Parent Tips: Set 1-Parent Magic!
We want our children to behave. We want to keep our cool. We want a peaceful, loving family
How do we achieve these goals? Through trial-and-error? Hit and miss? Luck? Unlikely. Through knowledge and skill? YES! Parents
who use good skill have a magic power to create more peace in their homes. Let's examine some of the most potent magic skills:Ask helpful questions.
The most important discipline goal we have as a parent is not to make our kids behave. Rather, it is to help our kids develop into confident, selfdisciplined people. We can help children learn to listen to their "inner-voice" and help them develop self-discipline by asking helpful questions. What makes this work, is not just the type of questions, but the delivery: thoughtful and free from anger
and criticism. When we yell, blame and accuse, our kids focus on our anger and do not learn from the experience. When we guide our children by using helpful questions we point them in the right direction. What's not helpful?
Why did you do that?
What is the matter with you?
How many times do I ....
Why can't you ever... What are helpful questions?
How do you feel about that?
What will you do now?
How do you think she feels?
How can we solve this?
After you ask the question, sit back quietly and listen. You may be delighted to see your child solving his own problem. Parents become frustrated with their children for not listening to them. Often listening is not the problem -understanding is the problem! Avoid this issue by being very clear when talking with your children. Instead of saying, "Be good" be very specific: "Please sit still and use a quiet voice." Instead of, "This bedroom is a disaster area." it's more effective to be clear and specific, "Before lunch today, please put your clothes in the closet, books on the shelf, and dishes in the kitchen."Just the facts, please.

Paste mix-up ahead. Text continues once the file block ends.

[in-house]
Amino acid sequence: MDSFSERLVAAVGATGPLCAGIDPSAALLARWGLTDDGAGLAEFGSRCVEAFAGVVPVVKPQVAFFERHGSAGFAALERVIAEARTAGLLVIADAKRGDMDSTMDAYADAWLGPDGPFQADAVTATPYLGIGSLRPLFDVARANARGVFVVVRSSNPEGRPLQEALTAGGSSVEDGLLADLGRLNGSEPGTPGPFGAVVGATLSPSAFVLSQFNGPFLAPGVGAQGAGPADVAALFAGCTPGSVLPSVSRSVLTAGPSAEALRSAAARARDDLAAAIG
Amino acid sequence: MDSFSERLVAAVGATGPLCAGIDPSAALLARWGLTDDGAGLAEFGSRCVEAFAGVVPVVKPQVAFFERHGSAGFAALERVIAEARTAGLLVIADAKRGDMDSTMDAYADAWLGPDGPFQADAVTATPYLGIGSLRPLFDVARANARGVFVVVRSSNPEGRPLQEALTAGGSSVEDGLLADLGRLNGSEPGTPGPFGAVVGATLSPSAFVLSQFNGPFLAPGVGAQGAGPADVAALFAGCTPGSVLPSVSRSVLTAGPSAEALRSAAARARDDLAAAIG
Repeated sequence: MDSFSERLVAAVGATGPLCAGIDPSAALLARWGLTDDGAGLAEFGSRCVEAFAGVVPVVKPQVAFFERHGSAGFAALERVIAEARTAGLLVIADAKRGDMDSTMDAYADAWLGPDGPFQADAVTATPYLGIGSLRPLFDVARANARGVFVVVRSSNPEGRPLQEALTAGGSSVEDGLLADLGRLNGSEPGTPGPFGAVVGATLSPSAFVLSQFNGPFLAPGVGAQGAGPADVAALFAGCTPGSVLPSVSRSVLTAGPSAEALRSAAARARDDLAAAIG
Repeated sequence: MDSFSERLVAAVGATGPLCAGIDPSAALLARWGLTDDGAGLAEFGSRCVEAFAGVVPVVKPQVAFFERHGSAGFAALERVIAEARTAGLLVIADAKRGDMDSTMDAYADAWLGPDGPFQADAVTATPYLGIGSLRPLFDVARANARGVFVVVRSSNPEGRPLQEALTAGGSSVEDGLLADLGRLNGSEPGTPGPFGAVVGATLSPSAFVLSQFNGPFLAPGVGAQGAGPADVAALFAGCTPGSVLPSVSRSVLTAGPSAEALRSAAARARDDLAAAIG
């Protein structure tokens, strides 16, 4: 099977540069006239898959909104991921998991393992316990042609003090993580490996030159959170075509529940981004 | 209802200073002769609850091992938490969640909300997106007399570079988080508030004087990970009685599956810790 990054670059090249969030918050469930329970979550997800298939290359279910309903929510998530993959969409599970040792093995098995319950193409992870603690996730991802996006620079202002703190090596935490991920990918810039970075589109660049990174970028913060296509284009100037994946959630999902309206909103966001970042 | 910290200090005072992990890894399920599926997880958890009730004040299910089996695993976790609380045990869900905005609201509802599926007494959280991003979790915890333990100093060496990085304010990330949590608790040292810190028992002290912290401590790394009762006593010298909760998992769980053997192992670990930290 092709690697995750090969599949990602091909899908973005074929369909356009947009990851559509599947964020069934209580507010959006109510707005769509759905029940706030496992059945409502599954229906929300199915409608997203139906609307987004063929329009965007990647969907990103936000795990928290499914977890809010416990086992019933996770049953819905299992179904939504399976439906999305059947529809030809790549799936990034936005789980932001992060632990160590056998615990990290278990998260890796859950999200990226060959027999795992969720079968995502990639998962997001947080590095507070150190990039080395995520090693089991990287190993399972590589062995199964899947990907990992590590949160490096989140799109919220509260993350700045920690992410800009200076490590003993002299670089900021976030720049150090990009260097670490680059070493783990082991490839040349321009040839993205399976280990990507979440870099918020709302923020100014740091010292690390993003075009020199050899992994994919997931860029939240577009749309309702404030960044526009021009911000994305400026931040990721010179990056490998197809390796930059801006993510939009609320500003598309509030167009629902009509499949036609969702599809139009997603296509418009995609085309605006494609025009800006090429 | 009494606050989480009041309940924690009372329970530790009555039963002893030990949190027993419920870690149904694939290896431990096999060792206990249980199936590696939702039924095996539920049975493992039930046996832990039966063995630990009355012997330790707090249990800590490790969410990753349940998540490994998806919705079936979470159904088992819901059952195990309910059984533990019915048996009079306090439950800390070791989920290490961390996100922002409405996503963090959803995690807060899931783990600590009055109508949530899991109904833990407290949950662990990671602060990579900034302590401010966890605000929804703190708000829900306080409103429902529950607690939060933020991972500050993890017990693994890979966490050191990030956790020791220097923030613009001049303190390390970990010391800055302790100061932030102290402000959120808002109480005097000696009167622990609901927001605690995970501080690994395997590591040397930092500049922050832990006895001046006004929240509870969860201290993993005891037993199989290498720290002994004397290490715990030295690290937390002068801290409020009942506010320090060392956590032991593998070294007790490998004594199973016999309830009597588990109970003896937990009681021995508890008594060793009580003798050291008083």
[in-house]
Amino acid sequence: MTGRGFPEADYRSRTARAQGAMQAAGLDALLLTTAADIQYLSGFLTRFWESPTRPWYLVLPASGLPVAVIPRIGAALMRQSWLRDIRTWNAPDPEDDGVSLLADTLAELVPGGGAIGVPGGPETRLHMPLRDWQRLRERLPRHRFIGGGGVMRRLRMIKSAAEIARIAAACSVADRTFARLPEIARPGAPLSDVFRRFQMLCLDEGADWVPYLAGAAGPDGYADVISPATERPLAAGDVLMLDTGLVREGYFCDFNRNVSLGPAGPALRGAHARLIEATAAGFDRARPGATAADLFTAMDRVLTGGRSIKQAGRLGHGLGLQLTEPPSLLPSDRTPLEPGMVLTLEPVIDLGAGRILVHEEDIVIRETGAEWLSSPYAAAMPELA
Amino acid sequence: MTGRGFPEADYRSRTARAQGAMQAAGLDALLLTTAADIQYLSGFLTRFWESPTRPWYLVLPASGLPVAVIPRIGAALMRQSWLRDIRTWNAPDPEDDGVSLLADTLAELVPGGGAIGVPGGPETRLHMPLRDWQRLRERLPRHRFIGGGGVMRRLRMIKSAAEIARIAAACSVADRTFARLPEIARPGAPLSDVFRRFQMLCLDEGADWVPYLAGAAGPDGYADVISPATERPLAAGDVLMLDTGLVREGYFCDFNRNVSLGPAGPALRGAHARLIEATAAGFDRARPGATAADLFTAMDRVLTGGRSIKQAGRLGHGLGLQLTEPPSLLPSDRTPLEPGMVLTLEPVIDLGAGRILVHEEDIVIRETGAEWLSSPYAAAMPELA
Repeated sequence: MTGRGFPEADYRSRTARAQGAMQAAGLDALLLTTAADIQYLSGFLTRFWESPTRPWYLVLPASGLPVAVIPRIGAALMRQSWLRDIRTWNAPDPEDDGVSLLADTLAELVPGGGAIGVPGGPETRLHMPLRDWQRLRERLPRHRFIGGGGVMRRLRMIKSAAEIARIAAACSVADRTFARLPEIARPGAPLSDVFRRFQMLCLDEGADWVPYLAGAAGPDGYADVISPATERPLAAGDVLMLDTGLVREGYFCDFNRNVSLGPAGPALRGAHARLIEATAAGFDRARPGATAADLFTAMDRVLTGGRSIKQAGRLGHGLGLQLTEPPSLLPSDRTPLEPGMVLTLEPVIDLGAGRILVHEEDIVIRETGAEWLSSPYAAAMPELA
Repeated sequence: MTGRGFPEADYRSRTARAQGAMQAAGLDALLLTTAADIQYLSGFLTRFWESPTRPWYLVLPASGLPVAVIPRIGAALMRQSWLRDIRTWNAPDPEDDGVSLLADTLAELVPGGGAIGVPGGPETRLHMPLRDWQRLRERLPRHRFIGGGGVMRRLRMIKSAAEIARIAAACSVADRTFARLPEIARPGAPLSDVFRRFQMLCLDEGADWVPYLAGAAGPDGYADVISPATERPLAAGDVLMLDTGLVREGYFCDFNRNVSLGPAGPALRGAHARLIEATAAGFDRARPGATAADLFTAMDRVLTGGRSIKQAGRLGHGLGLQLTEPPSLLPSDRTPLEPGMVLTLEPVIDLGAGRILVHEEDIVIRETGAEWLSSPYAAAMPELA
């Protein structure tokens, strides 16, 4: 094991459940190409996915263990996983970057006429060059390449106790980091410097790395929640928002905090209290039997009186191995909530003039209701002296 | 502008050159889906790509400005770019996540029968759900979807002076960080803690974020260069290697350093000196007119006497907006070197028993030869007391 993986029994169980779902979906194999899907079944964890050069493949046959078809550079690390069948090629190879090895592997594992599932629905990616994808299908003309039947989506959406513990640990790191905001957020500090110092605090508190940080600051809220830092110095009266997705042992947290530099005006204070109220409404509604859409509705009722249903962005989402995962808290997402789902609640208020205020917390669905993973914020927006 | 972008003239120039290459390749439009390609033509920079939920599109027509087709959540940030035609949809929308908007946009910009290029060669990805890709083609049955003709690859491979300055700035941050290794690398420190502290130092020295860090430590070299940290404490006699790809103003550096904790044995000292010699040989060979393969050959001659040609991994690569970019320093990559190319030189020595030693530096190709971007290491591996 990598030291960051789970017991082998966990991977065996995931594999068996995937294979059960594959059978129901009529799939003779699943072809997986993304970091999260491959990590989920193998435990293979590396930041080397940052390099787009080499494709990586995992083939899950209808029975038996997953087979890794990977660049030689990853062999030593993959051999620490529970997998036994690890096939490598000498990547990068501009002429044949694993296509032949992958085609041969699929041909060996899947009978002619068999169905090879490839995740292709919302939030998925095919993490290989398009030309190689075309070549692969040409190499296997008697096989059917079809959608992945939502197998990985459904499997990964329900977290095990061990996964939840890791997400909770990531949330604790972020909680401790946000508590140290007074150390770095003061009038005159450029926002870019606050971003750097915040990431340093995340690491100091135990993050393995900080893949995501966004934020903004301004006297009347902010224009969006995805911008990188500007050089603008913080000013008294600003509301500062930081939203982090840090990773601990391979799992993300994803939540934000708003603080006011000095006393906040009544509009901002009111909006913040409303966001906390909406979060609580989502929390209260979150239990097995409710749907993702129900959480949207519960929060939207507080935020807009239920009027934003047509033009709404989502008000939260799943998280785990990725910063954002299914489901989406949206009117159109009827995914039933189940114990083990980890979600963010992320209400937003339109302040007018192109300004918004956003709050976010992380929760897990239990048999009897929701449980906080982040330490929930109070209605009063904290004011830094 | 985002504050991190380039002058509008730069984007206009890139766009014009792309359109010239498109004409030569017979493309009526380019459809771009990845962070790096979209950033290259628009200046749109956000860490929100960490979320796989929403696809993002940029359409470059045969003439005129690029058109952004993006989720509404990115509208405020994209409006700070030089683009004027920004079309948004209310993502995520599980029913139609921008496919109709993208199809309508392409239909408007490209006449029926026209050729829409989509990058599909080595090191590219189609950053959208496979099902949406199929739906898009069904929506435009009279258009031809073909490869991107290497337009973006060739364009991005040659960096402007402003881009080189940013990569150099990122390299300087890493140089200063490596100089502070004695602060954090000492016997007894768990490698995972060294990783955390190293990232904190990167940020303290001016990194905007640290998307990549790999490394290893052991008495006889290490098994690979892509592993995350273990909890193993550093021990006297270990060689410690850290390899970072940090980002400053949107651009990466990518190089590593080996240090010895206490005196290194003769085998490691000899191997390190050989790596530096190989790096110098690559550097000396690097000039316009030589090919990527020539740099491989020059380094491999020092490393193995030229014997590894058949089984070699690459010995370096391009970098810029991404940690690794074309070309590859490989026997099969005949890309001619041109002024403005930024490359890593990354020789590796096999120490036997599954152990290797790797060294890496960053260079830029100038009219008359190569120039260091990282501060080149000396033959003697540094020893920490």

Parents clutter their communication with unnecessary and hurtful phrases, "You always... You never... You make me... You are such a... " Make an effort to state only the facts, so instead of bellow ing "How many times do I have to tell you to turn down that music It's too loud. Why do you always ignore me?" Try this, "John, please turn the music down, or shut it off. " Follow through.
Pick your battles. And when you pick one - win it! Parents often make a request and then back off when the child be comes difficult. In the example above, if John doesn't turn down the music, how many parents would mumble, complain or nag about it? It is important in the parent child relationship for you to win your battles. You can calmly walk into John's room, turn off his radio yourself, look him in the eye and say, "I expect you to listen to me. "If John is a real stinker, you can take the radio with you and tell him he can have it back, along with another chance, tomorrow.
© 2000National Parent Information Network
Credits: Elizabeth Pantley, author of Kid Cooperation and Perfect Parenting